The world’s most powerful particle accelerator – the Large Hadron Collider (LHC) – has observed three previously unseen particles.
Scientists have discovered three types of particles – which include two four-quark combinations, known as tetraquarks, plus a five-quark unit called a pentaquark
On Tuesday, the findings were presented at a CERN seminar, adding three new exotic members to the growing list of new hadrons found at the LHC.
The discovery will help physicists better understand how quarks bind together into these composite particles.
‘It’s a magic moment now,’ CERN Director-General Fabiola Gianotti said in a webcast.
Gianotti said the LHC’s scientists expect to collect as much data during this run as they collected over the course of 13 years during the collider’s previous two runs.
‘This, of course, will increase our opportunities for discovery or for understanding the fundamental laws of the Universe,’ she said.
Quarks are elementary particles and come in six flavours: up, down, charm, strange, top and bottom. They usually combine together in groups of twos and threes to form hadrons such as the protons and neutrons that make up atoms.
Sometimes quarks can also combine into four-quark and five-quark particles, or ‘tetraquarks’ and ‘pentaquarks’. These were predicted by theorists about six decades ago, but only relatively recently, in the past 20 years, have they been observed by LHC and other experiments.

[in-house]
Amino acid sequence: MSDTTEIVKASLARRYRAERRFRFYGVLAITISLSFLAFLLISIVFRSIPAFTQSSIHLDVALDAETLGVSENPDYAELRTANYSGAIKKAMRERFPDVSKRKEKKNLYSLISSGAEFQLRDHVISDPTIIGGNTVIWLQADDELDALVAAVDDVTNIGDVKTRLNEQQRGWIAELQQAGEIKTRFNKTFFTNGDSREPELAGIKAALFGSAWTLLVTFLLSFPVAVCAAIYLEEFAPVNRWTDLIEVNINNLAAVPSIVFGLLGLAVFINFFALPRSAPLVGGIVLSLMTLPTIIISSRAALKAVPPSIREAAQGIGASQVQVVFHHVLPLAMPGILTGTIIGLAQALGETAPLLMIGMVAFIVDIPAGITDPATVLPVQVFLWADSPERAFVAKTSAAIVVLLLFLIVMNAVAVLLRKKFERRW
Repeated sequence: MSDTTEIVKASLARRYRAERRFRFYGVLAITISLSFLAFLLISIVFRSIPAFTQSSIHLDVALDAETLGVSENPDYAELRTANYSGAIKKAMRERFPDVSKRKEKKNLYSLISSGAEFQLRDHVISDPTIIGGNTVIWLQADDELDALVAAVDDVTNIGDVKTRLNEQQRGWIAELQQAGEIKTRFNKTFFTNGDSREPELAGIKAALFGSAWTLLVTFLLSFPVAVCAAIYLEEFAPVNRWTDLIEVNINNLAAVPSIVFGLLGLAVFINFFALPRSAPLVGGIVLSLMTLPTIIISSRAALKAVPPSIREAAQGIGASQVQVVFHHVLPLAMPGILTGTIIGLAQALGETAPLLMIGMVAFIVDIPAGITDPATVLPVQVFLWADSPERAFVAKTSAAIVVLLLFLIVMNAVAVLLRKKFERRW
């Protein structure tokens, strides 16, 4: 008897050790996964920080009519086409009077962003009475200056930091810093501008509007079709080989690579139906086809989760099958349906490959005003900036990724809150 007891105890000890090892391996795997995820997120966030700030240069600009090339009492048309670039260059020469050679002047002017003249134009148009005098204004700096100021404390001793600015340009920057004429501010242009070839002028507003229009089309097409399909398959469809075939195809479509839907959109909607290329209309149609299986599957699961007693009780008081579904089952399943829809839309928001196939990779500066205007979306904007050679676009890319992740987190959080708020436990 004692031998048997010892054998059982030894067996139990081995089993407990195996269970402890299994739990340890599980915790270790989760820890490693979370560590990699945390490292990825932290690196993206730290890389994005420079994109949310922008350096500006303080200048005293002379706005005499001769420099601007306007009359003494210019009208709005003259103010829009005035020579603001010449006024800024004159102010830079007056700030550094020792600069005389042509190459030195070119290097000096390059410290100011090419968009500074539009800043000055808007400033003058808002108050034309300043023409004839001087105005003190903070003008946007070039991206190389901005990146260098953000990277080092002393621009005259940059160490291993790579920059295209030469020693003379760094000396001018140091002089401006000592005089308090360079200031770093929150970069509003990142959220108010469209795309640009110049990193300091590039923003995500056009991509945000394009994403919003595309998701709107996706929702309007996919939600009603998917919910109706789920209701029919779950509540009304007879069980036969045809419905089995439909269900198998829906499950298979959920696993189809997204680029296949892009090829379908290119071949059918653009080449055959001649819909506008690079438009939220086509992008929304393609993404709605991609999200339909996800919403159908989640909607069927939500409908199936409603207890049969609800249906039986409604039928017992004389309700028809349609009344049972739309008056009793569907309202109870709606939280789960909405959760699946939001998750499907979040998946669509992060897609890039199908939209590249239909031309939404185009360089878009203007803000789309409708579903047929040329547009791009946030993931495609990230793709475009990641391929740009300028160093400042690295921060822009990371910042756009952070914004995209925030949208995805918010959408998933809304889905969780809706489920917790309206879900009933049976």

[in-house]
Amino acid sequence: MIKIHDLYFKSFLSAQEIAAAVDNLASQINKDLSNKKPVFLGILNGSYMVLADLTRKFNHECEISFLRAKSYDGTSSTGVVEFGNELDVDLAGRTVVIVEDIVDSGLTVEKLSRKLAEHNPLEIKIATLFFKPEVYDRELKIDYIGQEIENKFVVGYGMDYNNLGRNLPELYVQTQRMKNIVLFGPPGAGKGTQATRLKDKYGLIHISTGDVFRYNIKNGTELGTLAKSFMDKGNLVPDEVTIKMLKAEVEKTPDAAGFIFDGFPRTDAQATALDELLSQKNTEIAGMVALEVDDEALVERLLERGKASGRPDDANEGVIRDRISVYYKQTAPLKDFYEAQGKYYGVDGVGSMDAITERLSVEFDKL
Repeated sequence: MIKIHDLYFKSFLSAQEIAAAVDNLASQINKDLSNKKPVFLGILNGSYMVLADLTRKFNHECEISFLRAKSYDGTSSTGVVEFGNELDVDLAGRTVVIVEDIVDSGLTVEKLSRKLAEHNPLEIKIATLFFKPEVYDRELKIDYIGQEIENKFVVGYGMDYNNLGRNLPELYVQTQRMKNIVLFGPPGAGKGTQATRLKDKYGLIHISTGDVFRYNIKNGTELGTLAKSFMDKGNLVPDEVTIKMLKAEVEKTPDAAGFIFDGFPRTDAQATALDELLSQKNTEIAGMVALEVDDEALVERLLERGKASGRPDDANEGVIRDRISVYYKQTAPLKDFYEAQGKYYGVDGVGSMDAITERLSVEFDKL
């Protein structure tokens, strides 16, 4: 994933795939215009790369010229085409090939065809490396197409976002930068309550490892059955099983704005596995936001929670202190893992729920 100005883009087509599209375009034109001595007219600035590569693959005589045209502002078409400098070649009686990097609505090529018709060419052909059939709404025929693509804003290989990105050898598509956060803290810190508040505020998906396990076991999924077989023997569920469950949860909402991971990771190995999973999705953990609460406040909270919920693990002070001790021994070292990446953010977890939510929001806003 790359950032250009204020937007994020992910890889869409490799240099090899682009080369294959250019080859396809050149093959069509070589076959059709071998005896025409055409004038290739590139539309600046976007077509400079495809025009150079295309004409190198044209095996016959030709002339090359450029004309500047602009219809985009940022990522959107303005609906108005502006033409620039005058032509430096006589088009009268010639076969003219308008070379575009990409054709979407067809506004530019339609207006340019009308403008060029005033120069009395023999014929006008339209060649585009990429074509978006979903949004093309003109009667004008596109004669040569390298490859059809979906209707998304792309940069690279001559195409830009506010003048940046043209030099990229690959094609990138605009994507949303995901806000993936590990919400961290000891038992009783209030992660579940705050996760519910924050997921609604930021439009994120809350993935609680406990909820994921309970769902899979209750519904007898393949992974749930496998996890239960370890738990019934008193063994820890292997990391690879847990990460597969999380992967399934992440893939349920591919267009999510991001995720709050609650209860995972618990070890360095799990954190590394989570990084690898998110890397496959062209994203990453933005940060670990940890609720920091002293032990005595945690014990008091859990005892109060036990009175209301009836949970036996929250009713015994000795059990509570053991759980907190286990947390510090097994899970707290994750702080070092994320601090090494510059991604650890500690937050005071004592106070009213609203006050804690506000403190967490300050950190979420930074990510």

What is a quark?
A quark is a type of particle and a fundamental constituent of matter.
Quarks combine to form composite particles called hadrons, the most stable of which are protons and neutrons which make up atoms.
All commonly observable matter is composed of up quarks, down quarks and electrons.
The recent discovery includes new kinds of exotic hadrons with the first kind, a pentaquark made up of a charm quark and a charm antiquark and an up, a down and a strange quark – the first contained by a pentaquark.
Most of the exotic hadrons discovered in the past two decades have been tetraquarks or pentaquarks containing a charm quark and a charm antiquark, with the remaining two or three quarks being an up, down or strange quark or their antiquarks.
Last year, the first-ever instance of a ‘double open-charm’ tetraquark with two charm quarks and an up and a down antiquark was discovered. Open charm means that the particle contains a charm quark without an equivalent antiquark.
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